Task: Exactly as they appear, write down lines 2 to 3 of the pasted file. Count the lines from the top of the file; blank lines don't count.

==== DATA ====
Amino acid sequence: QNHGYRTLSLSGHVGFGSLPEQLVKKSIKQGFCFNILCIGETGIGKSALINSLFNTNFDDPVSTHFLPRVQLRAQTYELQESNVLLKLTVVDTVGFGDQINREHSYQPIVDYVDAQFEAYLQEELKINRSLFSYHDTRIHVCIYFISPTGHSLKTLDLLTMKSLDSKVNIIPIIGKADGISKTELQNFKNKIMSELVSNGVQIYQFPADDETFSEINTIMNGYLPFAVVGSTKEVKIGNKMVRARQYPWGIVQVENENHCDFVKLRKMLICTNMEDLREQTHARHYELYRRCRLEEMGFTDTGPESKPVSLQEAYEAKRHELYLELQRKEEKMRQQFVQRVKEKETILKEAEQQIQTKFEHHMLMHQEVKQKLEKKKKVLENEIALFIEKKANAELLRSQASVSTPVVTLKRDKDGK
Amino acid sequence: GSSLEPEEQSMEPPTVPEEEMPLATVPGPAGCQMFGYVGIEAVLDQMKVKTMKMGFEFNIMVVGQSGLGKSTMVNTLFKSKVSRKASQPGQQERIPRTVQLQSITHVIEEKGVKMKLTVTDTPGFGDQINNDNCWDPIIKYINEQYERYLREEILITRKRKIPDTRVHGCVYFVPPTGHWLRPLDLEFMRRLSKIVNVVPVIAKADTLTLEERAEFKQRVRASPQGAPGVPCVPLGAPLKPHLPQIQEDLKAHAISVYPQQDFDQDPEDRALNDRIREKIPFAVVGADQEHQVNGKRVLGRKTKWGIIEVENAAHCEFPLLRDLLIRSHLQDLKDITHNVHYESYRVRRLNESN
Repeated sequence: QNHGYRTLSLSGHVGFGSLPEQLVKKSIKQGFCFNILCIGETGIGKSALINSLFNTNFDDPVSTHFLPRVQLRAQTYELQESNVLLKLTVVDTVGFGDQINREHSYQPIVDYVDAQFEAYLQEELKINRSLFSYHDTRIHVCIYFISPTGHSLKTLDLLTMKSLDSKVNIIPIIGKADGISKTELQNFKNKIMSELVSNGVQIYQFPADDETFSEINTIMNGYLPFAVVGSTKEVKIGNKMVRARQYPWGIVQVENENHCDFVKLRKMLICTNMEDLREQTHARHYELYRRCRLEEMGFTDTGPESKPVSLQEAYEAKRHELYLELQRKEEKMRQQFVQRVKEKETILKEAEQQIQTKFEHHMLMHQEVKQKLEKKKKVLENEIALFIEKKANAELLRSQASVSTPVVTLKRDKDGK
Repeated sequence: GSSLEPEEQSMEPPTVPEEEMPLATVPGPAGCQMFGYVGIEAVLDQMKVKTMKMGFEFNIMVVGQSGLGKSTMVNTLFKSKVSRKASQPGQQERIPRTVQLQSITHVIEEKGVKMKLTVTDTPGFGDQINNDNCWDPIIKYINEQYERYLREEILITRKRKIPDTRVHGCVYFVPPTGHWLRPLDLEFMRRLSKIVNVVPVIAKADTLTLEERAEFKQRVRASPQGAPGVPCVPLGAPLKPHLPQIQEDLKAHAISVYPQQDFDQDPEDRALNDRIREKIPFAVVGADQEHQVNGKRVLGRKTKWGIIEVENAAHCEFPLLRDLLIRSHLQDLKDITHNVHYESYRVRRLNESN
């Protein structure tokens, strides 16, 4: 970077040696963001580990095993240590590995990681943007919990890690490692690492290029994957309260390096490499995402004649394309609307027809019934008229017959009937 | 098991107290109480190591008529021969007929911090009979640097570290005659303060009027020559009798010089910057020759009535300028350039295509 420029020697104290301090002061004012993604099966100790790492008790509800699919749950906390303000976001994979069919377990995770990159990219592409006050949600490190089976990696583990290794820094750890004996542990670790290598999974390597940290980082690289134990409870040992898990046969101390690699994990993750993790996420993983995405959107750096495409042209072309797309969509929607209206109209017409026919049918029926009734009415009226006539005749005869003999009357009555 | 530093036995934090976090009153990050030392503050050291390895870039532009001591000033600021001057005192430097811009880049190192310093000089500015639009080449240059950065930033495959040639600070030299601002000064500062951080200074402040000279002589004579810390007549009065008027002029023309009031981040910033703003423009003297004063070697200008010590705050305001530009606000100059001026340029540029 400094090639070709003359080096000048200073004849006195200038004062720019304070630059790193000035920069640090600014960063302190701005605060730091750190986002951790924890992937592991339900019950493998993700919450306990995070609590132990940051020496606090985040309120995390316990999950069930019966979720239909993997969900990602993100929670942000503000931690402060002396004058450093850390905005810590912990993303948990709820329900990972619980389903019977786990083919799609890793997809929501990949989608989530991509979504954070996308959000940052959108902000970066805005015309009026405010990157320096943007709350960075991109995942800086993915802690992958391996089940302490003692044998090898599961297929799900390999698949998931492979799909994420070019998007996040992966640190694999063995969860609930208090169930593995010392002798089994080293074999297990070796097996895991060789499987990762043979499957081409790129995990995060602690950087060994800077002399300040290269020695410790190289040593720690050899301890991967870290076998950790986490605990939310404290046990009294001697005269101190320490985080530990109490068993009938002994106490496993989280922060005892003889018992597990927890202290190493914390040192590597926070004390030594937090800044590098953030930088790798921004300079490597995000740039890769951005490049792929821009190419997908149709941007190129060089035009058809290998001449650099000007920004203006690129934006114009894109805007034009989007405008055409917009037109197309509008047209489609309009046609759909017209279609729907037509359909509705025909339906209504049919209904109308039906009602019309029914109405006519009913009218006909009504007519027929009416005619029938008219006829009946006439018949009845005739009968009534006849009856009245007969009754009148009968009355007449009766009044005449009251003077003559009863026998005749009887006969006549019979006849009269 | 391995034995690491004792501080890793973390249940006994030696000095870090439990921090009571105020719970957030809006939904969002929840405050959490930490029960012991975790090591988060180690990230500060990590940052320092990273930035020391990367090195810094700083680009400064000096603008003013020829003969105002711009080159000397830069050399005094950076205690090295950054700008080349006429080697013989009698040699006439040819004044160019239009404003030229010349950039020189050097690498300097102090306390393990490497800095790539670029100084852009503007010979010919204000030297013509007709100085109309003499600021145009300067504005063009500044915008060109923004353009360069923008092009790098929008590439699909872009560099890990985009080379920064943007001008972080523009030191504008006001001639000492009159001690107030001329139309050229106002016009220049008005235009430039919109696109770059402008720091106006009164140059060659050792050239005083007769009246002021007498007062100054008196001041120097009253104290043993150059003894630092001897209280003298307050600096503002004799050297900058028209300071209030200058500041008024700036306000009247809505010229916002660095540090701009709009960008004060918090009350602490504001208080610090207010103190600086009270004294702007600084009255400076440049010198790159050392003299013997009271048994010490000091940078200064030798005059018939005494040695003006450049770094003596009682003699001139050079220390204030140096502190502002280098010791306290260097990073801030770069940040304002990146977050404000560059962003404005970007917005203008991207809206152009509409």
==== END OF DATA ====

Amino acid sequence: GSSLEPEEQSMEPPTVPEEEMPLATVPGPAGCQMFGYVGIEAVLDQMKVKTMKMGFEFNIMVVGQSGLGKSTMVNTLFKSKVSRKASQPGQQERIPRTVQLQSITHVIEEKGVKMKLTVTDTPGFGDQINNDNCWDPIIKYINEQYERYLREEILITRKRKIPDTRVHGCVYFVPPTGHWLRPLDLEFMRRLSKIVNVVPVIAKADTLTLEERAEFKQRVRASPQGAPGVPCVPLGAPLKPHLPQIQEDLKAHAISVYPQQDFDQDPEDRALNDRIREKIPFAVVGADQEHQVNGKRVLGRKTKWGIIEVENAAHCEFPLLRDLLIRSHLQDLKDITHNVHYESYRVRRLNESN
Repeated sequence: QNHGYRTLSLSGHVGFGSLPEQLVKKSIKQGFCFNILCIGETGIGKSALINSLFNTNFDDPVSTHFLPRVQLRAQTYELQESNVLLKLTVVDTVGFGDQINREHSYQPIVDYVDAQFEAYLQEELKINRSLFSYHDTRIHVCIYFISPTGHSLKTLDLLTMKSLDSKVNIIPIIGKADGISKTELQNFKNKIMSELVSNGVQIYQFPADDETFSEINTIMNGYLPFAVVGSTKEVKIGNKMVRARQYPWGIVQVENENHCDFVKLRKMLICTNMEDLREQTHARHYELYRRCRLEEMGFTDTGPESKPVSLQEAYEAKRHELYLELQRKEEKMRQQFVQRVKEKETILKEAEQQIQTKFEHHMLMHQEVKQKLEKKKKVLENEIALFIEKKANAELLRSQASVSTPVVTLKRDKDGK